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Efficacy and Safety of Quetiapine in Children and Adolescents With Mania Associated With Bipolar I Disorder: A 3-Week, Double-Blind, Placebo-Controlled Trial

J Clin Psychiatry 2013;74(1):e100-e109
10.4088/JCP.11m07424

Objective: To evaluate the efficacy and safety of quetiapine monotherapy in children and adolescents with mania associated with bipolar I disorder.

Method: Patients aged 10 to 17 years, with a DSM-IV-TR diagnosis of a manic episode associated with bipolar I disorder and Young Mania Rating Scale (YMRS) total score ≥ 20 were randomized to 3 weeks of quetiapine (400 or 600 mg/d) or placebo. The primary efficacy measure was change in YMRS total score. The study was conducted at 34 centers in the United States between August 2004 and July 2006.

Results: The intent-to-treat population included 277 patients. Least squares mean change in YMRS score from baseline to end point by mixed-model, repeated-measures analysis was –14.25, –15.60, and –9.04 for quetiapine 400 mg/d, quetiapine 600 mg/d, and placebo, respectively (P < .001, each quetiapine dose vs placebo). Significant improvement in YMRS score versus placebo was first observed at day 4 (P = .015) with quetiapine 400 mg/d and day 7 (P < .001) with quetiapine 600 mg/d. Mean changes in body weight at day 21 (observed cases) were 1.7 kg for both quetiapine doses and 0.4 kg for placebo. Numerically larger mean increases in total cholesterol, low-density lipoprotein cholesterol, and triglycerides were observed with quetiapine than placebo. Adverse events associated with quetiapine were mostly mild to moderate in intensity.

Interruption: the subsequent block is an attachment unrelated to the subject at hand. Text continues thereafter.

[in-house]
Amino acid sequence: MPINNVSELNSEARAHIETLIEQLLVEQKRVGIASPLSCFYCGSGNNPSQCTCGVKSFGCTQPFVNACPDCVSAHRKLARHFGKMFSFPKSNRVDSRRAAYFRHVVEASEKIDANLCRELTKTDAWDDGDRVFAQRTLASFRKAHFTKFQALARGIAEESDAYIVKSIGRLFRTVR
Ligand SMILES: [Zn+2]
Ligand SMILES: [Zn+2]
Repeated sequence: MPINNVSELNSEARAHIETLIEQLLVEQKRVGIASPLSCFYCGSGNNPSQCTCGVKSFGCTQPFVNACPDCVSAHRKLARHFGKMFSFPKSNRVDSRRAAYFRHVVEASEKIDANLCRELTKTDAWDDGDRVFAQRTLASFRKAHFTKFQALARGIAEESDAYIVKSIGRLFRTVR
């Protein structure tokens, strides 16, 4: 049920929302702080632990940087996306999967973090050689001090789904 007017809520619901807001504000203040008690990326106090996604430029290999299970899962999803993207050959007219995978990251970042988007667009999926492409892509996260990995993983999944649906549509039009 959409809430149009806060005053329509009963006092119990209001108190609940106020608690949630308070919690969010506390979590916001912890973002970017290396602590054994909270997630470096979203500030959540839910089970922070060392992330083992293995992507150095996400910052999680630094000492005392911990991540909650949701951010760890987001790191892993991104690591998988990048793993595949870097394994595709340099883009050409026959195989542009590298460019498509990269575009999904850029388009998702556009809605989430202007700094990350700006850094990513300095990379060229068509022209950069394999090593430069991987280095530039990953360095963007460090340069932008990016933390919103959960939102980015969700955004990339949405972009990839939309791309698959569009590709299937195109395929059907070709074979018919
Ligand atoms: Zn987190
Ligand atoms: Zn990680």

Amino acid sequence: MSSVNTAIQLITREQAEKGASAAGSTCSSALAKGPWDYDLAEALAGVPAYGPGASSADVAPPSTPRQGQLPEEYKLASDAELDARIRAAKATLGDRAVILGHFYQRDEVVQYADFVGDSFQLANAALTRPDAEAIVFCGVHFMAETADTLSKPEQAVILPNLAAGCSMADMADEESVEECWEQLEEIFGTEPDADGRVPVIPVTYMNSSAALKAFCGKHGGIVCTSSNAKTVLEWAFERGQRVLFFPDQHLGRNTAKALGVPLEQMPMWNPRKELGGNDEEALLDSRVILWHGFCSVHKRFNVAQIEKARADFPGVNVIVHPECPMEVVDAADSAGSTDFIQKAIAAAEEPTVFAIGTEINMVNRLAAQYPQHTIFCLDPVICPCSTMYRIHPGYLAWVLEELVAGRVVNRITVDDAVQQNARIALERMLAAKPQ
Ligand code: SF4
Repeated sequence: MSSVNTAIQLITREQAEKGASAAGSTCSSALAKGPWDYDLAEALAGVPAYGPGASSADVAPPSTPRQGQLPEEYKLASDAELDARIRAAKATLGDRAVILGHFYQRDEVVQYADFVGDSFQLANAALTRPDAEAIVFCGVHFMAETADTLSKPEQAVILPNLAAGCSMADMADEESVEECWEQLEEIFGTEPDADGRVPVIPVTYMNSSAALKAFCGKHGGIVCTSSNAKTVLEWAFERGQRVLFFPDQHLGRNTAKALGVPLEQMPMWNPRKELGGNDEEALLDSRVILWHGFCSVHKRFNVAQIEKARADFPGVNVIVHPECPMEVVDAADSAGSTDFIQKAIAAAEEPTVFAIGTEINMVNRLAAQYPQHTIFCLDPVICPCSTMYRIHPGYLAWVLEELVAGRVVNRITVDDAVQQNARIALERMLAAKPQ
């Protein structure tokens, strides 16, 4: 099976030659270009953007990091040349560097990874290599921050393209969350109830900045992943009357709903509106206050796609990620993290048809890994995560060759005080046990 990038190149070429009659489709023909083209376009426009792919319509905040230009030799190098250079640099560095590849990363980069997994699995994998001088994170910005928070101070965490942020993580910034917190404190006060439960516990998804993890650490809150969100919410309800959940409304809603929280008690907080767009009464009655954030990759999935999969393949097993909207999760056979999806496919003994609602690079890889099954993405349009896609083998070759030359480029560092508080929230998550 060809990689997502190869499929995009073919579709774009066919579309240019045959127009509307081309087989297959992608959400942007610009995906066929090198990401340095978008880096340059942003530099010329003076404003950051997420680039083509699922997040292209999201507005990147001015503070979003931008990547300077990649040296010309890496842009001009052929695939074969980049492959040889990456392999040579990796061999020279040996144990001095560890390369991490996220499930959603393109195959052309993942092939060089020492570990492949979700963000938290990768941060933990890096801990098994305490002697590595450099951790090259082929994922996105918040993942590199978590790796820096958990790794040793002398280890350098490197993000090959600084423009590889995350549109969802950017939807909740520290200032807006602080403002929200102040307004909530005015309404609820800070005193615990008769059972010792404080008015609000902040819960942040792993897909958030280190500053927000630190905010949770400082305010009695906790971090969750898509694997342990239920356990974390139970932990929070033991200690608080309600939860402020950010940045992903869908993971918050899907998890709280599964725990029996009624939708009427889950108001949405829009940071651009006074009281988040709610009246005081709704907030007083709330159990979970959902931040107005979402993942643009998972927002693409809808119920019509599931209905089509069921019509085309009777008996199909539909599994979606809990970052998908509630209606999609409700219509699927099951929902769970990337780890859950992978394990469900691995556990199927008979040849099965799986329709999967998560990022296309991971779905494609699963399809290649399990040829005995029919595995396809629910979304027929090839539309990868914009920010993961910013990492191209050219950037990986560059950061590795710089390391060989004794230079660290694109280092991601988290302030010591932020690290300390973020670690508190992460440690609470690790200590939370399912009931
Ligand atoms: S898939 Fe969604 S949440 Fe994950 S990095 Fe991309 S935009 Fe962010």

Conclusions: In this 3-week study, quetiapine was significantly more effective than placebo in improving manic symptoms in youth with mania associated with bipolar disorder. Treatment was generally well tolerated and adverse events were broadly consistent with the known profile of quetiapine in adults with bipolar disorder.

Trial Registration: ClinicalTrials.gov identifier: NCT00090311

J Clin Psychiatry 2013;74(1):e100–e109

Submitted: September 27, 2011; accepted September 20, 2012 (doi:10.4088/JCP.11m07424).

Corresponding author: Sanjeev Pathak, MD, Clinical Research-Neuroscience, AstraZeneca Pharmaceuticals LP, B3C-421, 1800 Concord Pike, PO Box 15437-5437, Wilmington, DE 19850 (sanjeev.pathak@astrazeneca.com).